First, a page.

Despite policy uncertainty spanning years, and Brexit looming large, we still hear from the industry that the UK is a key market. Andy Colthorpe takes a closer look.
News in brief from around the world in energy storage.
With Brexit day less than a month away and still no certainty around what the final deal will look like, the time is now for the energy storage sector to prepare for every eventuality so it can play to its increasing strengths, writes Stephen Irish, co-founder of Hyperdrive Innovation.
With carbon reduction goals a long way off from being met in Europe’s transport sector, energy storage can play a key role in coupling transportation and energy technologies, the European Association for Storage of Energy (EASE) has said.
Britain’s feed-in tariff scheme will close in full to new applicants from 31 March 2019 and the end of the present scheme without an explicit next step laid out is troubling for many in the renewable energy industries and those that care about energy security and climate change.
European Commission vice president for energy, Marcos Sefcovic has referred to an EU action plan for ‘green batteries’ to be made in Europe, citing the technology as vital for renewable energy integration as well as giving the continent a ‘competitive edge’.
In the past week, developer RES Group has just got a front-of-meter battery project underway for a utility company in northern Germany, while storage system provider Tesvolt has just signed a deal with another utility in the European country to distribute energy storage behind-the-meter for commercial customers.
The UK government’s head of smart energy has admitted that Brexit - Britain's planned departure from the European Union - is causing delays in the passage of primary legislation to define energy storage, which may not be achieved until 2022.
News in brief from around the world of energy storage.
At this week’s Energy Storage Europe event, Energy-Storage.News heard from German politician Thorsten Herdan that strong cooperation with other countries in Europe is vital for creating smarter, reliable and cost-effective energy networks.
In a feature article from the latest volume of PV Tech Power, the editorial team at Energy-Storage.News canvassed the opinions of trade association chiefs from five key global regions. Here's some 'bonus' content...
The European Council (EC) has agreed a new position on the internal electricity market, placing consumer empowerment, cross-border trading and higher levels of renewables at the heart of the European Union’s efforts to transition to a low carbon economy.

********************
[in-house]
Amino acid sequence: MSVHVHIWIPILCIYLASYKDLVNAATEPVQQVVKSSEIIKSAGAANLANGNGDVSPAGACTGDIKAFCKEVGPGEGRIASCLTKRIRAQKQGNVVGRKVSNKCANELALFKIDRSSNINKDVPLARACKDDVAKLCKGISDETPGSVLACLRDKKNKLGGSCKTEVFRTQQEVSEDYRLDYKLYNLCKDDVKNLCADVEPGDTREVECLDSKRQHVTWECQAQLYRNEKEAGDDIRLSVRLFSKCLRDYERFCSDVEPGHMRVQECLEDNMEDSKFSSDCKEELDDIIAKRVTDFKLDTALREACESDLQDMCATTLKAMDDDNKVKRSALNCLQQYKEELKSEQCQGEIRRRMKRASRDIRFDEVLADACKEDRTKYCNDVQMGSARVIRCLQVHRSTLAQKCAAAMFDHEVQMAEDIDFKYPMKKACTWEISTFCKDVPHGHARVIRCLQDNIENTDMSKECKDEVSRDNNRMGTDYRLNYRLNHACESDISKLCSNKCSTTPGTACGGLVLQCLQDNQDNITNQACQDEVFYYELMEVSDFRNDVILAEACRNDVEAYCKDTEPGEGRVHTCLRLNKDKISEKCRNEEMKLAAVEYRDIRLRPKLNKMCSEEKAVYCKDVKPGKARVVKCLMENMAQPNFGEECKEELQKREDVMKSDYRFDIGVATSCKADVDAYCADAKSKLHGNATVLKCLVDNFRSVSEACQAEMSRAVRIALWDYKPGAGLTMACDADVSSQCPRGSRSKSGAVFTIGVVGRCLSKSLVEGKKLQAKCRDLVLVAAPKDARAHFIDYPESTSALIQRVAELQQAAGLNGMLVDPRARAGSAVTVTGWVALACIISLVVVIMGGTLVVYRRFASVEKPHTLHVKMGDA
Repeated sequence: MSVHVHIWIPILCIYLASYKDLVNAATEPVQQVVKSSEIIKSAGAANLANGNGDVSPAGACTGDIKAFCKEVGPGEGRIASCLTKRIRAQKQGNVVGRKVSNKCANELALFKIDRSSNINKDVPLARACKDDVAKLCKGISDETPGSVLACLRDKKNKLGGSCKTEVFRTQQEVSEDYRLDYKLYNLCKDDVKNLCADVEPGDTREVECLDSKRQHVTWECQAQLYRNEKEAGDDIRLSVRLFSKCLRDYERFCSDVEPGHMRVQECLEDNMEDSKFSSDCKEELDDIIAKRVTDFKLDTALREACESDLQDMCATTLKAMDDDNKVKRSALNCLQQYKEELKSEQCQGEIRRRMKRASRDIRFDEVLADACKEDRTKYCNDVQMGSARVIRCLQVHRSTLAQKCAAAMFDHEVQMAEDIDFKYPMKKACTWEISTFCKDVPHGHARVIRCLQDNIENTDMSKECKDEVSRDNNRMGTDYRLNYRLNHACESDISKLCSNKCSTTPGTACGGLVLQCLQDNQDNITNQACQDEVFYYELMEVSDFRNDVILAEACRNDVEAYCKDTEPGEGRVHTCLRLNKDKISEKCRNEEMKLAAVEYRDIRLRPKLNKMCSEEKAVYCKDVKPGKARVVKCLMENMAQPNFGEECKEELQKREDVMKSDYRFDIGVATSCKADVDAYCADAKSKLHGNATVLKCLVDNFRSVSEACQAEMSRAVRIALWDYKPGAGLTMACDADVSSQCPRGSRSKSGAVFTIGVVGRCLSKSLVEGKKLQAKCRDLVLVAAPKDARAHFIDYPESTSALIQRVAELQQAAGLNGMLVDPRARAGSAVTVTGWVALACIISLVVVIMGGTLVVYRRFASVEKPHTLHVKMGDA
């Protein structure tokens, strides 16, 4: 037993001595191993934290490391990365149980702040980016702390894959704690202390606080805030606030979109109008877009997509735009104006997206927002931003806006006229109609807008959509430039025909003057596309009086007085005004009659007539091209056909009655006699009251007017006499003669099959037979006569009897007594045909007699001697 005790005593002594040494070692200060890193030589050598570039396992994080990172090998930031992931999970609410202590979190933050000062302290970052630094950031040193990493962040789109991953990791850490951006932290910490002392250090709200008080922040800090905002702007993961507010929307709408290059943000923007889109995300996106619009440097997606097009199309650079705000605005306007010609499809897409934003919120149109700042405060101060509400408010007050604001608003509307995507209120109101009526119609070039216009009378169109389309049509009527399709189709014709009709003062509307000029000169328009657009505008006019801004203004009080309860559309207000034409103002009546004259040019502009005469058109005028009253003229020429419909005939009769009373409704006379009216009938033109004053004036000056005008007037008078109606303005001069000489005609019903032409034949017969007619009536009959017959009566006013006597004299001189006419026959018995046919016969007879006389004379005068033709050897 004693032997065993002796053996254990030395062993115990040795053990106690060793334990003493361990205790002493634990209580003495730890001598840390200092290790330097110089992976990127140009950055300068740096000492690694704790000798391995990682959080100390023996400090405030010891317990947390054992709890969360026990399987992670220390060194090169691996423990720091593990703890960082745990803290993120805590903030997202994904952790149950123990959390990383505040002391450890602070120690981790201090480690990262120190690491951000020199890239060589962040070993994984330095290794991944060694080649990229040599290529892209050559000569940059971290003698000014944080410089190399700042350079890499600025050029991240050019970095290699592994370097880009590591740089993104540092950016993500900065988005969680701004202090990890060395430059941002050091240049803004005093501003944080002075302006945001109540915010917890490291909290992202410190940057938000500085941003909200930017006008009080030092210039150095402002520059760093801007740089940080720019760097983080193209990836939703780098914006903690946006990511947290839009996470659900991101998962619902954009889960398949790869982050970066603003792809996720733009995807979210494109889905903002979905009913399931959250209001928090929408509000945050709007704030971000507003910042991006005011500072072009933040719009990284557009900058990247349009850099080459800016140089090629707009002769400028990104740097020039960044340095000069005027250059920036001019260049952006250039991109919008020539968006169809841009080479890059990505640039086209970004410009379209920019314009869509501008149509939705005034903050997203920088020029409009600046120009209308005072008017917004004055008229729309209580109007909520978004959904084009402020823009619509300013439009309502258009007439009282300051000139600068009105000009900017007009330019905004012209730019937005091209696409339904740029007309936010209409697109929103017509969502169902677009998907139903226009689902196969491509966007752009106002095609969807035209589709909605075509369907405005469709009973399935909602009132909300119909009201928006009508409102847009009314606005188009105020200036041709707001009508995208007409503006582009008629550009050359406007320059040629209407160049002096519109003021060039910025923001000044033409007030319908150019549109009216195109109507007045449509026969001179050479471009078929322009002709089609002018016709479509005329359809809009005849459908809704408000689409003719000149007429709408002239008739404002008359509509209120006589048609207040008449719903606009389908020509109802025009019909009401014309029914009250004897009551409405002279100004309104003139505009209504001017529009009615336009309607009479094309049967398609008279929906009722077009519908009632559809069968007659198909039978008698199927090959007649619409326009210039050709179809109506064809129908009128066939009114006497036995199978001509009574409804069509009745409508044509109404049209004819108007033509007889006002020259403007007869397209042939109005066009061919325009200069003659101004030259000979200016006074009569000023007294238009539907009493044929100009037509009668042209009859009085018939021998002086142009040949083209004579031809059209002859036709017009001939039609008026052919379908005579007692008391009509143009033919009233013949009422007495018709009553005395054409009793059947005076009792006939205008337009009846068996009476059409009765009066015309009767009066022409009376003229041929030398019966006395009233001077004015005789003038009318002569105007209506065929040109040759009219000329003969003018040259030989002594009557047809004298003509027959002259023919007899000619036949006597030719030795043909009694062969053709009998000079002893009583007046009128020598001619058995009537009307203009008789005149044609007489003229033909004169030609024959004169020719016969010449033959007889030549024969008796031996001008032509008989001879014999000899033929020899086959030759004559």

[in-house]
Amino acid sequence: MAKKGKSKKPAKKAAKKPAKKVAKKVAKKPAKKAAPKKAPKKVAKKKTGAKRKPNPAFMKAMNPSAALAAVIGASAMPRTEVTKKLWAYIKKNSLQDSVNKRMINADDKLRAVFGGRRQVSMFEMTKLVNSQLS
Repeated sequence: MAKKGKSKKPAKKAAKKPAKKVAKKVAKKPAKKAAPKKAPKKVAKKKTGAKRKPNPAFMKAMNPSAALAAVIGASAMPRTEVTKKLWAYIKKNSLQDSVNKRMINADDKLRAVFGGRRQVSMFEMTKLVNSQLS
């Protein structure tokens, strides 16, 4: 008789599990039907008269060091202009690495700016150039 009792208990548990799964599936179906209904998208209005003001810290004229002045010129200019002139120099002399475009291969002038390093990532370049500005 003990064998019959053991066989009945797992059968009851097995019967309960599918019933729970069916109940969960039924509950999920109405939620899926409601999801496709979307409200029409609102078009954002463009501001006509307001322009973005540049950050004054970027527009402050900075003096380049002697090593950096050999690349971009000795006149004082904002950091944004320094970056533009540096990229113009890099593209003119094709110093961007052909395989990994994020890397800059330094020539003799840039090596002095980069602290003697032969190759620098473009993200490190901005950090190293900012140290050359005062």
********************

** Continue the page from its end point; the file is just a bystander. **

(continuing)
Intended to “kick start concrete projects”, the European Commission is set to allocate a further €200 million (US$235.53 million) towards supporting the scale-up of lithium battery manufacturing on the continent.
Heating and cooling uses more than half of Europe’s energy, but the potential “immense value” of thermal energy storage has barely been explored, the head of an energy storage trade group has said.
UK-based PV company Solarcentury is collaborating with the EU and United Nations Development Program (UNDP) on a €5.7 million (US$6.56 million) electrification project in East Africa.
32 separate projects in smart grid, energy storage and related technologies which received backing through a European Union innovation programme, will pool knowledge and expertise in a shared network.
The Cook Islands in the Pacific will host a 5.6MWh lithium-ion battery energy storage system for the integration of renewables, in a project funded by the Asian Development Bank, European Union and Global Environmental Fund.
Over €12 million (US$13.18 million) in funding will be provided to two European projects to examine and exploit synergies between the stationary energy storage and transport sectors, through the EU’s Connecting Europe Facility (CEF) funding instrument.
Li-ion battery makers including Panasonic and Samsung SDI punished by European Commission for cartel
Four makers of lithium-ion batteries have been sanctioned by the European Commission for anti-competitive practises, with three incurring fines totalling €166 million (US$176 million) after colluding to “avoid aggressive competition”.
As Britain ponders its future in the European Union, Dr Jill Cainey of UK trade group the Electricity Storage Network discusses how grid codes will remain a binding factor in the continent’s electricity markets, regardless of the outcome of the referendum.
The EU’s lack of regulatory definition for energy storage is among major factors holding back the potential of the technology in the continent, particularly for integrating renewables, Solar Power Europe has argued in a new report.
Glen Dimplex, by some estimates the world’s biggest maker of domestic heating appliances, is due to start recruiting households to participate in the latest phase of an EU trial of energy storage technologies.